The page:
February 06, 2009

Senate Unanimously Adopts Udall Amendment to Help Unemployed Vets Find Work

 

WASHINGTON - An amendment authored by U.S. Senator Tom Udall, D-N.M., to expand tax incentives to employers who hire veterans who have served since September 2001 has been unanimously adopted by the Senate. The initiative, which will apply to veterans who are discharged from the Armed Services from September 2001 through December 2010, and includes veterans of Operation Enduring Freedom and Operation Iraqi Freedom, is now a part of the economic recovery package.

 

When offering his amendment, Udall noted that discharged vets who served after September 2001 are finding fewer opportunities than years before.

 

"Those soldiers leaving the military after serving in Iraq and Afghanistan, serving with great distinction and honor, are finding themselves back in a shrinking workforce," said Udall. "Yet, we know from study after study that these men and women have substantial capabilities in technology, in mathematics, in management, in crisis response and so many other areas that are critical to employers."

 

Udall also points out that the post-9/11 generation of veterans has higher rates of unemployment than all other generations of veterans.

 

Bureau of Labor Statistic reports that of those veterans who served in our military since September 2001, 6.1 percent were unemployed and the economy has only worsened. At the same time, the jobless rate for veterans of all eras combined was 3.8 percent in 2007.

 

Paul Rieckhoff, the Executive Director of Iraq and Afghanistan Veterans of America, commended Udall for offering the amendment.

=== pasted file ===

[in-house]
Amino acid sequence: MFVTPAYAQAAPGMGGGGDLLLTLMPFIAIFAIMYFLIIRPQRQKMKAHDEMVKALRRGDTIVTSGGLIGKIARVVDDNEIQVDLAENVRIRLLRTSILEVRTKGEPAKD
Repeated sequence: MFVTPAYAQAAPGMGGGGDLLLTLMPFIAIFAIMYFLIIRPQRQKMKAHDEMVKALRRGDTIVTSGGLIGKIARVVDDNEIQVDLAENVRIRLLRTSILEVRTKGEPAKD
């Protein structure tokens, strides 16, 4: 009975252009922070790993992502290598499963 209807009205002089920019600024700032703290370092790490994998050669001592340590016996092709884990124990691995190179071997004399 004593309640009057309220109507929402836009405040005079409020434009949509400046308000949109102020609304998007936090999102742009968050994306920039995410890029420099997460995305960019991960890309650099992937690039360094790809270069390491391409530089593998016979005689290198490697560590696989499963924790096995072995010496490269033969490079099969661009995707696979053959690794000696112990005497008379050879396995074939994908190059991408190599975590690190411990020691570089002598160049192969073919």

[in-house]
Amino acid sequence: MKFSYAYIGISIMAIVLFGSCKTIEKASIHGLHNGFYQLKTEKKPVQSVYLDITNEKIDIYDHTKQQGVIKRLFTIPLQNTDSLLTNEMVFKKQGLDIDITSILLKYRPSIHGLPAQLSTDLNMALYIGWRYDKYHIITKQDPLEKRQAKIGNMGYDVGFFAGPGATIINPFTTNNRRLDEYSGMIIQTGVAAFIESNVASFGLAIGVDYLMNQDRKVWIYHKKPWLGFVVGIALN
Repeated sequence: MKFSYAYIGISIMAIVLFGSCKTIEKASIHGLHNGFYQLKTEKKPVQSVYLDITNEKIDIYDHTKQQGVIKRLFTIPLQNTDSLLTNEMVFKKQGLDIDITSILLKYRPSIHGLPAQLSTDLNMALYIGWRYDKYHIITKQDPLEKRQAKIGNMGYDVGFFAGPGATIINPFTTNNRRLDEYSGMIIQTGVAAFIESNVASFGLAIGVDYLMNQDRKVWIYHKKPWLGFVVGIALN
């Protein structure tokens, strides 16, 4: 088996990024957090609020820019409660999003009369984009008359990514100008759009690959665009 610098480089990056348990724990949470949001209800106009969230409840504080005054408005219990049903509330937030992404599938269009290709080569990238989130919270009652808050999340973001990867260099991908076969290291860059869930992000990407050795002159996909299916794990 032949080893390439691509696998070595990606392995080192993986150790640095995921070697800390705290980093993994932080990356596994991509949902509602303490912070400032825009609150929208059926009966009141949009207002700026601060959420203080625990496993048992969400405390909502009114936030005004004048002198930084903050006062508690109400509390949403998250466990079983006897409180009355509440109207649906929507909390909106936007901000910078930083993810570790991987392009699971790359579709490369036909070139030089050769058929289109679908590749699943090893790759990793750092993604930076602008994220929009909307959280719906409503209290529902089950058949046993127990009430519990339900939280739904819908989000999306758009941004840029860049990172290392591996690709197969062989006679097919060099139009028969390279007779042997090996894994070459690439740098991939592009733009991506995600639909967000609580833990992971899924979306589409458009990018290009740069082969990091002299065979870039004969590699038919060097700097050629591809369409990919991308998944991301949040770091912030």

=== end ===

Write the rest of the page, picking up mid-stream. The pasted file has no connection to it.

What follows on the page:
"Iraq veterans are returning home from combat only to face the hardest job market in decades," Rieckhoff said. "It is our patriotic duty to give all Iraq and Afghanistan veterans the chance to build a successful career in the country they risked their lives to defend. We thank Senator Tom Udall for his commitment to America's newest generation of veterans, and proudly endorse his proposal to expand the Work Opportunity Tax Credit to promote the hiring of any veteran who served after September 11th, 2001."

 

To qualify for a Work Opportunity Tax Credit employers can hire a post-9/11 veteran who has received unemployment benefits for at least four weeks in the past year.

 

If the employee works between 120 hours and 400 hours, the employer is eligible to receive a tax credit equal to 25 percent of the first $6,000 of wages paid to the employee in the taxable year. If the employee works 400 or more hours, the employer is eligible to receive a tax credit equal to 40 percent of the first $6,000 of wages paid to the employee in the taxable year. If the employee works less than 120 hours, they are not eligible for the credit.

 

"Expanding the tax incentive to cover employers who hire any veteran who has served since September 11th will help ensure that we do not leave these veterans out of this recovery package. It ensures that employers are encouraged to hire these men and women and to put them back to work for our nation," Udall said.

 

This is the first amendment offered by the new Senator, who previously served on the House Veterans' Affairs Committee and has been a strong advocate for veterans care and benefits.